Budding author Raheema Sayyid-Andrews shares an enduring love with Wired868:
When she was eleven, she fell in love. There were no fireworks or lightning bolts but it was intense, life-altering… and forever.
It was the first time she read a romance novel.
It was written by Barbara Cartland, set in the age when dukes and ladies roamed civilized society and only a rake dared glance at a lady’s ankle or, God forbid, attempt to hold her hand. It was an era when merely being unchaperoned in the presence of an unrelated male would result in the ruination of a lady’s good name and bring disrepute to her family.
And while there were no graphic descriptions of true love’s first kiss, it was the most captivating thing she had read in all her years and so her heart was stolen.
This journey into love had begun years before. There was, as her father would surely point out, no street sign or box top, post-card or bottle label that she had not perused.
And, at the age of eight, she was given the most wonderful gift in the world: a library card.
But at this tender age, nearing the end of primary and before secondary school education had begun, she found herself between the covers of that romance novel; and a bond was forged that would rival the strongest of chains.
And as she grew, she walked the expected path toward Mills and Boon, where she’d traverse 190 pages to get to the moment when the boy finally admits that he loves the girl. Of course, the girl had been well and truly under his spell since chapter three when she first saw the charming smile and twinkling eyes, which were hidden beneath his boorish behaviour and glowering expression.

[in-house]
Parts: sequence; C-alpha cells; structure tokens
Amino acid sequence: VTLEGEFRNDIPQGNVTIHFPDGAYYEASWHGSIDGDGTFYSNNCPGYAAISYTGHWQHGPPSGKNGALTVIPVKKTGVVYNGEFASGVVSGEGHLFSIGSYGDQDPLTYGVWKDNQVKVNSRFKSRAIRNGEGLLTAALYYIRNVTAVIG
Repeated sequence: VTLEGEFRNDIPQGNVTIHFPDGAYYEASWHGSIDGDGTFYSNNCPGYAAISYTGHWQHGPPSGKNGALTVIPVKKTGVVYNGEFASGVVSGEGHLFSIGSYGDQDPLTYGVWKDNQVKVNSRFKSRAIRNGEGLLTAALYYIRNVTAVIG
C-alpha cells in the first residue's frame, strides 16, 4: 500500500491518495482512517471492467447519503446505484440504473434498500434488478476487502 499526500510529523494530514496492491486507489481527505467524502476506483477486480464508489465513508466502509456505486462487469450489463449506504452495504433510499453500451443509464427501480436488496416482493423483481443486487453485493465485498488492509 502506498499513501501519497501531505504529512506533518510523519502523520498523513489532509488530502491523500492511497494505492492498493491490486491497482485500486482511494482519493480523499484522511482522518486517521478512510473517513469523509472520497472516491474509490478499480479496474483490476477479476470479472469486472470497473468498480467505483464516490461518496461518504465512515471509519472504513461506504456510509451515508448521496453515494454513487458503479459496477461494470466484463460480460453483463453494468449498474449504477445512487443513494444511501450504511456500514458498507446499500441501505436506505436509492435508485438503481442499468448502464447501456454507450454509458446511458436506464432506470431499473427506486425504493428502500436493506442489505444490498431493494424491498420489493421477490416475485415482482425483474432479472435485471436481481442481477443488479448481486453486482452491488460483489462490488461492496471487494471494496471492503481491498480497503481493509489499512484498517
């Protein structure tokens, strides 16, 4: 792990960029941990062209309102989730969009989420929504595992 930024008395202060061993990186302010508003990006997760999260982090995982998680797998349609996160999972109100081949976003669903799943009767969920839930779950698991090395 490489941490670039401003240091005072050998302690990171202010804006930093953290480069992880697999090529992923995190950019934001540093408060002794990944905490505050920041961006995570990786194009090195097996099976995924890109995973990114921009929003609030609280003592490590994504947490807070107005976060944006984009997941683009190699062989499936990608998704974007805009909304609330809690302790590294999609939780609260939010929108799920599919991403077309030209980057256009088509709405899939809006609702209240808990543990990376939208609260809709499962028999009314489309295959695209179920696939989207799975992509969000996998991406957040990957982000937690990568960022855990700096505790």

With that chaste kiss in the second-last paragraph, the reward for her perseverance, the death grip on her emotions finally loosens as all ends well.
She graduates to Harlequin and Silhouette titles and, be still her heart, now the boy gets to tell his side of the story too. Her emotional investments have accrued interest along with the warnings from teachers about the vulnerability which may result from a constant diet of this fable-esque genre of books.
Her teachers are wasting their words though; she knows these books are not real life… They are so much better. For her own good, her educated educators confiscate her books but they forget one crucial detail: love forbidden is so much sweeter.
And so she keeps tumbling, head over heels, deeper and deeper…
She grows, as children are wont to do, as do the authors and their contents. Now, not only are the adjectives and adverbs more colourful and intense; but now they are occasionally escorted with previously taboo words of just four letters. No teen worth her salt could pass up this childish opportunity to show that she’s all grown up. Through the lenses of her slightly crooked glasses, her novels take on that appealing, bad-boy quality that burrows even deeper into her heart.
She is truly hooked.